On a day, not unlike today, many years ago, I went to the pharmacy.
My younger sister, a severe asthmatic with nasty allergies, was out of her asthma medication, and needed a refill. She was having more trouble than usual that day, I remember. I think it’s because she was sick. Sickness, even a cold, always make her asthma worse.
I haven’t thought about this day in years, so my memories of the details of when and why all of this happened are a bit fuzzy. But I think my parents were out of town and that’s why I went to the pharmacy. Whatever the reason was, because I was her sister, I wasn’t allowed by the person working the pharmacy desk to pick up her meds.
I argued, pleaded with the person to just let me pay for and take the meds home to my sister. She needed them, I said. She needed them to breathe.
“Tell her to just breathe.”
That was the response.
As if she could.
“Tell her to just breathe.”
Throughout my sister’s short life, people vastly underestimated her asthma and allergies. She was making it up, they would claim. She was a drama queen just wanting attention, they laughed. She was exaggerating, it couldn’t be that bad, they would tsk. I had asthma once, I grew out of it, it’s not that bad, they would lecture.
Time after time. Classmates, teachers, strangers, friends…they all would belittle her claims and her needs. They had never seen asthma do to a person what she said it did to her, so even when they witnessed one of her attacks, they thought that she was putting on a show and so they ignored it.
Then, one day, on a day not unlike today, she had one final asthma attack. The paramedics tried…but there was nothing they could do. She wanted to breathe, she really did…she just couldn’t.
After all was said and done, so many people expressed shock that her asthma had been life threatening.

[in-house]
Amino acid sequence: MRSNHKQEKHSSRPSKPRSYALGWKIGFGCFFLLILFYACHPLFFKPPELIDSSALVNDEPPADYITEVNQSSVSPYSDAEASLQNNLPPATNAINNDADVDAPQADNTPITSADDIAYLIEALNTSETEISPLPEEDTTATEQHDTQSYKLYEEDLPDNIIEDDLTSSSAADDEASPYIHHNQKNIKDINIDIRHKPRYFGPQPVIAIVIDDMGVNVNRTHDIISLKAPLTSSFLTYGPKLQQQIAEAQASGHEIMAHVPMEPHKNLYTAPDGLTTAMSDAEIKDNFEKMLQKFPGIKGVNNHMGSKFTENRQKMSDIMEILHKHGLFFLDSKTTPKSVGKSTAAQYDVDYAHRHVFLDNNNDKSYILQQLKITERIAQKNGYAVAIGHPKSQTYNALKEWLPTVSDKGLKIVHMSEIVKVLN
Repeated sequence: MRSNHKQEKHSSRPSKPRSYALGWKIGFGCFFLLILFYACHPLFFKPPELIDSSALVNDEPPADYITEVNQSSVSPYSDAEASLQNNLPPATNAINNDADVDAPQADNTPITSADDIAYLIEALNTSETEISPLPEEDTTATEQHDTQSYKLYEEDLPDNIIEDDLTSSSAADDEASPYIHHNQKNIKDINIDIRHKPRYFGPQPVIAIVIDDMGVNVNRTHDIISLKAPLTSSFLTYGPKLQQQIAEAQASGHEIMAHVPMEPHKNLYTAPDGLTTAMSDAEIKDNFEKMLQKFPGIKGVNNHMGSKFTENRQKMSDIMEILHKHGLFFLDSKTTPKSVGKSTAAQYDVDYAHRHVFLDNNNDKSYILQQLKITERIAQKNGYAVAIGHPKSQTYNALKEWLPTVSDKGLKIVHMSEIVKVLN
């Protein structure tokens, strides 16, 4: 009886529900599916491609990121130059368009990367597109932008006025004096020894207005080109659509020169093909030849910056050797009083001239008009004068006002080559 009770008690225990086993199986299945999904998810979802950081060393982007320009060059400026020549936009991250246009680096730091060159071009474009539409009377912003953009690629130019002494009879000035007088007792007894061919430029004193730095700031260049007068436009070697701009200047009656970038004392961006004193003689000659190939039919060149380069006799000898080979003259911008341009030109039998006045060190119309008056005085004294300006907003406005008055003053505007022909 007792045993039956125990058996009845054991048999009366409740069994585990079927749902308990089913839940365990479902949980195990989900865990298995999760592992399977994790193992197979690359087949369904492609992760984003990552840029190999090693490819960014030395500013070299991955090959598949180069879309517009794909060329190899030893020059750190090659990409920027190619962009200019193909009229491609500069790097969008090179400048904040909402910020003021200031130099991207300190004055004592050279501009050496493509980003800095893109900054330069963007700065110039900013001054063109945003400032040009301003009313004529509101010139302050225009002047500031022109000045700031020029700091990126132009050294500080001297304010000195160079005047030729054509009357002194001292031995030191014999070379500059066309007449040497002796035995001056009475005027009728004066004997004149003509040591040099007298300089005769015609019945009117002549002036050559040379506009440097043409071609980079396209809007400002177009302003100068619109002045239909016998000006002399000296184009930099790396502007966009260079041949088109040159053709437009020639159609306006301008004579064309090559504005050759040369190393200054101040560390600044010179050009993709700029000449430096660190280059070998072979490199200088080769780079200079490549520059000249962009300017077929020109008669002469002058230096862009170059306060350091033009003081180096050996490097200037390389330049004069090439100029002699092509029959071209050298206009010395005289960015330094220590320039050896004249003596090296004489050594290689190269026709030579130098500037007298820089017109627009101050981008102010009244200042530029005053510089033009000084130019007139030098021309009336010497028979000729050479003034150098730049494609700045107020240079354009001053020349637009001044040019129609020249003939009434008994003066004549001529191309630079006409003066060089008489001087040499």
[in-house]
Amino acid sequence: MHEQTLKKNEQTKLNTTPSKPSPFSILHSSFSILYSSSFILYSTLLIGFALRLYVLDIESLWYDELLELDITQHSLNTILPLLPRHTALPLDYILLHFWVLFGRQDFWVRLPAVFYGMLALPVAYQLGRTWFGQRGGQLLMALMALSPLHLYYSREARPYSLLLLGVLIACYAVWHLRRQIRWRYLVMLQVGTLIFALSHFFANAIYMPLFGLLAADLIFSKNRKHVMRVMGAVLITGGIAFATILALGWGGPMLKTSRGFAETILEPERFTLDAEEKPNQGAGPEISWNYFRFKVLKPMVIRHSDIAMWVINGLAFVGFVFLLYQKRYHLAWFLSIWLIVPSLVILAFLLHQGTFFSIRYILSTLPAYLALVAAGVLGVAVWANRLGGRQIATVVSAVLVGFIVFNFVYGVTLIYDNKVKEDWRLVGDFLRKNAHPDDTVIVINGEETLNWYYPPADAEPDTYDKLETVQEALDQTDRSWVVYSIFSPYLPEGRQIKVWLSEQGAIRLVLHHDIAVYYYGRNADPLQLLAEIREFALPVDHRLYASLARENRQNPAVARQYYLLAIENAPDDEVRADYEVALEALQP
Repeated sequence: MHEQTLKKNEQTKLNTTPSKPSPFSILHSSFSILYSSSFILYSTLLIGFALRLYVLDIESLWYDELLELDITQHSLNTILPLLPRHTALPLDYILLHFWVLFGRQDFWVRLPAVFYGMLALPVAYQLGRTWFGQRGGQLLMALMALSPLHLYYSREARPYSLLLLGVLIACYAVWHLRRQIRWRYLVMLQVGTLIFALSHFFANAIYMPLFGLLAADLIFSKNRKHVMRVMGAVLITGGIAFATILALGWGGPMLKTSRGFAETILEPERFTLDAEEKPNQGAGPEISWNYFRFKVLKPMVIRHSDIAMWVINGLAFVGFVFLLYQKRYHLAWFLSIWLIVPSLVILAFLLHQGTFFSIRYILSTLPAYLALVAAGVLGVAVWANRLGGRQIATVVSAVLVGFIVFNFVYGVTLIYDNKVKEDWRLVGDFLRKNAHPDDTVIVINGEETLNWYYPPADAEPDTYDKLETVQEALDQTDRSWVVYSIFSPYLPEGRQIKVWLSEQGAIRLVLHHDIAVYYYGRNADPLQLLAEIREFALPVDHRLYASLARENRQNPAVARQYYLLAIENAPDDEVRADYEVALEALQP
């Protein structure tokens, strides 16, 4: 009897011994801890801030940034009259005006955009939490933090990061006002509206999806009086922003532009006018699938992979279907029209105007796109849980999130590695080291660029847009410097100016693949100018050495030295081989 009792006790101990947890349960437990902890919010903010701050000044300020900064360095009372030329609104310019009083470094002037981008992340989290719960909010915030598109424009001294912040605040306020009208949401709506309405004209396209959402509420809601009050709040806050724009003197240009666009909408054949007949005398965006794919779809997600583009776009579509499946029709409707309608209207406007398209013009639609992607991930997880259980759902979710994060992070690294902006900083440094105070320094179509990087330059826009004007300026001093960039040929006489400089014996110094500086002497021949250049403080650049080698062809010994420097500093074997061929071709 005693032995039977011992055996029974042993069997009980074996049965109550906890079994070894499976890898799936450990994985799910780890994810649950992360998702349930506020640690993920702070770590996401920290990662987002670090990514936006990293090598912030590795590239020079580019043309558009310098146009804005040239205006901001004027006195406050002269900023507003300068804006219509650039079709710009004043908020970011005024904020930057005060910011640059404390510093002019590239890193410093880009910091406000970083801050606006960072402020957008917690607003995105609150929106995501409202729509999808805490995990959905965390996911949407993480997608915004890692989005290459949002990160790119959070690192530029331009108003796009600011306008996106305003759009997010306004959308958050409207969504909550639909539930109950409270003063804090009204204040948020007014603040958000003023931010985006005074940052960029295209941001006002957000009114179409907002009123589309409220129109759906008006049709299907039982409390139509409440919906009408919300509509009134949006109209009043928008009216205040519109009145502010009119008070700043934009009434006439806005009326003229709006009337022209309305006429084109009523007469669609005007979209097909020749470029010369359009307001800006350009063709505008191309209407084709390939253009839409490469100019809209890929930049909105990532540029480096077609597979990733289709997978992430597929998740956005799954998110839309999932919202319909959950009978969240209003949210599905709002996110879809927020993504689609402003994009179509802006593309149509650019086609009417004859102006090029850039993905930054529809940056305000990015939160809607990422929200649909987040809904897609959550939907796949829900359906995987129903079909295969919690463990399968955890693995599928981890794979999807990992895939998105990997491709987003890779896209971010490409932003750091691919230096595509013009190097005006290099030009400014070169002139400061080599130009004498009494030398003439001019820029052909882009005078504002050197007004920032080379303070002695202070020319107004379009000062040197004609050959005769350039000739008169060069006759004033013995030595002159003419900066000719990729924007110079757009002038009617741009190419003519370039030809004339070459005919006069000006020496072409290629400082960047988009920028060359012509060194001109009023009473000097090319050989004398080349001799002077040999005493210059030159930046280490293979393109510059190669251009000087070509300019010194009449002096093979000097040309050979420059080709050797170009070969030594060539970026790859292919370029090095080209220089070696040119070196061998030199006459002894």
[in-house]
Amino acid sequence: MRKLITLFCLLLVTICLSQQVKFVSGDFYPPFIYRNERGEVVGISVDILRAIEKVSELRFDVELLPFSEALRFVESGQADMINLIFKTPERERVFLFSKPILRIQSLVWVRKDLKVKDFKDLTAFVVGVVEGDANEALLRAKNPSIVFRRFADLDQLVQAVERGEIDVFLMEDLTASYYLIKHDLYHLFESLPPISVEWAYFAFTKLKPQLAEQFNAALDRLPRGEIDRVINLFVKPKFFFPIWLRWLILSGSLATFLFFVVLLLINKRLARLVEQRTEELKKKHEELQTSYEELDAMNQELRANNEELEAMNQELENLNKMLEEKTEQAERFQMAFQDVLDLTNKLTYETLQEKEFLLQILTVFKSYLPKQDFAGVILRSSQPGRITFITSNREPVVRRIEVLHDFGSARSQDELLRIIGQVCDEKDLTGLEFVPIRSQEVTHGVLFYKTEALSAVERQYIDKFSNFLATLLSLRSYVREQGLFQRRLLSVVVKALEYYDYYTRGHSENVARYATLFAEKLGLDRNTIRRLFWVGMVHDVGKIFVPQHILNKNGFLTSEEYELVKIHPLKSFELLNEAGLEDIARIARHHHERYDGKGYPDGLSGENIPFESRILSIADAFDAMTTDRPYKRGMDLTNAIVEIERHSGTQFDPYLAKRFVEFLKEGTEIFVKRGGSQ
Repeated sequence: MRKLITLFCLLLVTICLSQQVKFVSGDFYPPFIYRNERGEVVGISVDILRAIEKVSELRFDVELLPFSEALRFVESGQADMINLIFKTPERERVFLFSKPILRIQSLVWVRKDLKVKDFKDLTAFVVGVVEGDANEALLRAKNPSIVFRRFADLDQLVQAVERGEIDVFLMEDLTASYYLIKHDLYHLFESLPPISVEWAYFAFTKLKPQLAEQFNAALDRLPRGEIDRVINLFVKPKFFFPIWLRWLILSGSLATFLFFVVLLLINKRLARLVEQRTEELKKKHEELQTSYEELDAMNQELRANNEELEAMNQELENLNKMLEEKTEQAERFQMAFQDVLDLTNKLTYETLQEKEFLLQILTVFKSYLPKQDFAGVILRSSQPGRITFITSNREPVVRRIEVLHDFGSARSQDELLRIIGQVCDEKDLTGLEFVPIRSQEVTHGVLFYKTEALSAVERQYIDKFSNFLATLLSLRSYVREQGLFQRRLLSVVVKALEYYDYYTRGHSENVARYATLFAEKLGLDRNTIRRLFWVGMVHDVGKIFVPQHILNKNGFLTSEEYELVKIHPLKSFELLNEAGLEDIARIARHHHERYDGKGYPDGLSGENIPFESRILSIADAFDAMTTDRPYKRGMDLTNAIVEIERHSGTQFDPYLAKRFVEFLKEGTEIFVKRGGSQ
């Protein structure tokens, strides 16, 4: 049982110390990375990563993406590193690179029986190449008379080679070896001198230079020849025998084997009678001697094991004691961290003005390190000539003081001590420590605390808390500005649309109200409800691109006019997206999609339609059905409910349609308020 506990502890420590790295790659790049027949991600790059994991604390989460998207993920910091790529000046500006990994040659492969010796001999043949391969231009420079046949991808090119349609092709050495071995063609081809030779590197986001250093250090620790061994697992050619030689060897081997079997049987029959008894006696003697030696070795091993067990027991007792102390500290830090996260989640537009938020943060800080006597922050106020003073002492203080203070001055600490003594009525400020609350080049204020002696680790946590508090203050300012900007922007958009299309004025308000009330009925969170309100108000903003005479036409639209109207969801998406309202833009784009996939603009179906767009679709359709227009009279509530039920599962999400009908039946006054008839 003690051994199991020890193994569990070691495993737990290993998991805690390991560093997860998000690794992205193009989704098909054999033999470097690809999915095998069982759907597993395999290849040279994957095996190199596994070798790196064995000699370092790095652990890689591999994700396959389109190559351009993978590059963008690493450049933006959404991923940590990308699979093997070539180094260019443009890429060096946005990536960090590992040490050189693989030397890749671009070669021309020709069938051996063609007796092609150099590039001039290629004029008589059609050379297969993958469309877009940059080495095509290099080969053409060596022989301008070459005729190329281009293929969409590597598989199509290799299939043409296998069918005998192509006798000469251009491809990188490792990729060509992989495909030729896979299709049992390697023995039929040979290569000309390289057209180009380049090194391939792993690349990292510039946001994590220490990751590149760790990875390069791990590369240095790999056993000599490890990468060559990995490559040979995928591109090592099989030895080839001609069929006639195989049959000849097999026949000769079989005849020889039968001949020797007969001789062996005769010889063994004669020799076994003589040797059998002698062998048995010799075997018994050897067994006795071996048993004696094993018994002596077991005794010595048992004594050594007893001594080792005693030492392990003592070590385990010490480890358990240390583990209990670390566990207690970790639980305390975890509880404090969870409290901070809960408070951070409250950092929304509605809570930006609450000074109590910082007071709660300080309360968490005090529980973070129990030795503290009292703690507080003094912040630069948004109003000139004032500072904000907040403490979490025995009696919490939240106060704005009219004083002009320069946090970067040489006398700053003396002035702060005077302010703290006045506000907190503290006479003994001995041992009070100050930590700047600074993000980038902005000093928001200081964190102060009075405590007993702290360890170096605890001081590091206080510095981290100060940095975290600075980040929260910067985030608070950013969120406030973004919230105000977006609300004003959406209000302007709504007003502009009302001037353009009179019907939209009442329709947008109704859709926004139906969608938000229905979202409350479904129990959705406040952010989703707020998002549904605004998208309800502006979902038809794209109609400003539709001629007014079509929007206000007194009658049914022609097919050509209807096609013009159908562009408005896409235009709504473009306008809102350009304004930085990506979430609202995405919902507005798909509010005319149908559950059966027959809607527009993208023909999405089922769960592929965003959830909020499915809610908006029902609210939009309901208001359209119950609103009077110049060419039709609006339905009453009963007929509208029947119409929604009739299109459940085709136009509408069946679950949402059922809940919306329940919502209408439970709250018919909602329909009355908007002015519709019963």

She knew. But no one listened.
How often we do that. Not listen when someone is trying to tell us their lived experience. They try to tell us, but we laugh it off. It’s not in my experience, we say, so you must be exaggerating, making it up. I’ve never seen it happen, we tsk, you must not be telling us the whole story, because there’s no way that’s real. If they would just [_______], then it wouldn’t happen… “Tell her to just breathe”.
Time after time. Classmates, teachers, strangers, friends…we discount and belittle the claims of our sisters and brothers because we’ve never seen or experienced such a thing in our lives. And so, when we do see something, we diminish it. Write it off. Discount it. Cast it as a one off, an anomaly.
And then something happens.
Like on a day not unlike today, when a man, with a concealed carry permit willfully disclosed to a police officer during a routine traffic stop, gets shot for having a weapon…the one he legally had and willfully disclosed.
And then we express shock that such a thing could happen to a good guy, from a good family, with a good job, who was forthcoming and compliant, with a small child in the backseat.
But he knew. And he knew. And he knew. And she knew. And zhe knew. We just didn’t listen.
We need to start listening. When people tell us their lived experience, we need to listen. Not diminish, not excuse, not explain, not express disbelief because it’s not our own lived experience. Just listen.
And then, when we’re done listening, we need to take that knowledge and do something. Change something. Do better. Be better.
Lives are at stake.